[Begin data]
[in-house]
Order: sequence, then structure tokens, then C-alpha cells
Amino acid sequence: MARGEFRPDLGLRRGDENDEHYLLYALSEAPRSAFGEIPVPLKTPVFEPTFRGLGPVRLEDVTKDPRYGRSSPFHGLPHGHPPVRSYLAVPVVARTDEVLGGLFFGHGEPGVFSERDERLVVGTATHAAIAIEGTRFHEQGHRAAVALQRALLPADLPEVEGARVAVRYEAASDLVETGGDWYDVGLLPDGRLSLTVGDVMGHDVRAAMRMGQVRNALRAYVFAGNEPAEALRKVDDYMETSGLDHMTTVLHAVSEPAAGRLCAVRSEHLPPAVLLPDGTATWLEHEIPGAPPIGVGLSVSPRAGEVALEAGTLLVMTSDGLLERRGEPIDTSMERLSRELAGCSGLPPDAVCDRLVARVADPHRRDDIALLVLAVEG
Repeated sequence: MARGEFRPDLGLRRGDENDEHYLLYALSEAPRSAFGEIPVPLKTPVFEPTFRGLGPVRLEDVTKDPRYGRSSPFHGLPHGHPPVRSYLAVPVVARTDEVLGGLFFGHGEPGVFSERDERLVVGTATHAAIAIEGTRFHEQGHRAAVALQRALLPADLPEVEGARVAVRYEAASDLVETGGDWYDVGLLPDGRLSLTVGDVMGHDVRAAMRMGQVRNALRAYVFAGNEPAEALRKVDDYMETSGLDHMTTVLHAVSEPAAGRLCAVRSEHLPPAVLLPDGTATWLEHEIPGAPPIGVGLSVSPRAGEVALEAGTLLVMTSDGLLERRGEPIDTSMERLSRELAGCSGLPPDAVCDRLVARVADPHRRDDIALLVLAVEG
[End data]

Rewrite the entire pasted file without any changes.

[in-house]
Order: sequence, then structure tokens, then C-alpha cells
Amino acid sequence: MARGEFRPDLGLRRGDENDEHYLLYALSEAPRSAFGEIPVPLKTPVFEPTFRGLGPVRLEDVTKDPRYGRSSPFHGLPHGHPPVRSYLAVPVVARTDEVLGGLFFGHGEPGVFSERDERLVVGTATHAAIAIEGTRFHEQGHRAAVALQRALLPADLPEVEGARVAVRYEAASDLVETGGDWYDVGLLPDGRLSLTVGDVMGHDVRAAMRMGQVRNALRAYVFAGNEPAEALRKVDDYMETSGLDHMTTVLHAVSEPAAGRLCAVRSEHLPPAVLLPDGTATWLEHEIPGAPPIGVGLSVSPRAGEVALEAGTLLVMTSDGLLERRGEPIDTSMERLSRELAGCSGLPPDAVCDRLVARVADPHRRDDIALLVLAVEG
Repeated sequence: MARGEFRPDLGLRRGDENDEHYLLYALSEAPRSAFGEIPVPLKTPVFEPTFRGLGPVRLEDVTKDPRYGRSSPFHGLPHGHPPVRSYLAVPVVARTDEVLGGLFFGHGEPGVFSERDERLVVGTATHAAIAIEGTRFHEQGHRAAVALQRALLPADLPEVEGARVAVRYEAASDLVETGGDWYDVGLLPDGRLSLTVGDVMGHDVRAAMRMGQVRNALRAYVFAGNEPAEALRKVDDYMETSGLDHMTTVLHAVSEPAAGRLCAVRSEHLPPAVLLPDGTATWLEHEIPGAPPIGVGLSVSPRAGEVALEAGTLLVMTSDGLLERRGEPIDTSMERLSRELAGCSGLPPDAVCDRLVARVADPHRRDDIALLVLAVEG